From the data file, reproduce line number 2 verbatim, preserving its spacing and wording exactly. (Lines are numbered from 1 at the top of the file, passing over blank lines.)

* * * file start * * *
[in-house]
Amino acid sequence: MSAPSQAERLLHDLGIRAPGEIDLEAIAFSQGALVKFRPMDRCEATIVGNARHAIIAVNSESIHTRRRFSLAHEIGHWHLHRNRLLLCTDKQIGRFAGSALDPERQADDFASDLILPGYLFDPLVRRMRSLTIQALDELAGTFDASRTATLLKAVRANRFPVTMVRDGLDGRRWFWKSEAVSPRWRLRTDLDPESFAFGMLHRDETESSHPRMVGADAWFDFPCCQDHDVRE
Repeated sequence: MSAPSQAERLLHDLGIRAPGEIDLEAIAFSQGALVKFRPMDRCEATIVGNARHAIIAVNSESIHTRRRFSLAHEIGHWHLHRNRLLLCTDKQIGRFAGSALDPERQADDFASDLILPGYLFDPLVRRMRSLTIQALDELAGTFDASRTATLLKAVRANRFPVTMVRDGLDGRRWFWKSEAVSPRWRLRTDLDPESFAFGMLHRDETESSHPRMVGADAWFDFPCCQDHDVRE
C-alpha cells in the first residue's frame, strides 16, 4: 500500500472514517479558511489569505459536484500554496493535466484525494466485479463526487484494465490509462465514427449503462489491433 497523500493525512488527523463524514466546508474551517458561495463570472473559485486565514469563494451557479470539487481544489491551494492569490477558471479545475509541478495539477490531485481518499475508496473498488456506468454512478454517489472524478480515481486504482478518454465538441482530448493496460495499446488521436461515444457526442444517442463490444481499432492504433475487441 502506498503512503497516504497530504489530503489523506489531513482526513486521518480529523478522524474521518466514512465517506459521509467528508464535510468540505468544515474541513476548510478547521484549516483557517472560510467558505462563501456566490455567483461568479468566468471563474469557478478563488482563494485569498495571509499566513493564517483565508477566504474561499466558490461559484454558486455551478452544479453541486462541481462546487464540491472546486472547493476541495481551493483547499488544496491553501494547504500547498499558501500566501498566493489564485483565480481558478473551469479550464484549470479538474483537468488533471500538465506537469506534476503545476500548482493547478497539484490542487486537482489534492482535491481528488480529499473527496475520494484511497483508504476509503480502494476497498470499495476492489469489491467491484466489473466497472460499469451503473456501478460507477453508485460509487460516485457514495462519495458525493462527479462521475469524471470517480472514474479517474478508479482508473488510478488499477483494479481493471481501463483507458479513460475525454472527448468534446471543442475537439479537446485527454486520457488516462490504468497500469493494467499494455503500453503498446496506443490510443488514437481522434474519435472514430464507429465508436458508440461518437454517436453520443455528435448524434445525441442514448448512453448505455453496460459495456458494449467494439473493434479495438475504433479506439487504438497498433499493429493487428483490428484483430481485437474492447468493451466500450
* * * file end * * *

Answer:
Amino acid sequence: MSAPSQAERLLHDLGIRAPGEIDLEAIAFSQGALVKFRPMDRCEATIVGNARHAIIAVNSESIHTRRRFSLAHEIGHWHLHRNRLLLCTDKQIGRFAGSALDPERQADDFASDLILPGYLFDPLVRRMRSLTIQALDELAGTFDASRTATLLKAVRANRFPVTMVRDGLDGRRWFWKSEAVSPRWRLRTDLDPESFAFGMLHRDETESSHPRMVGADAWFDFPCCQDHDVRE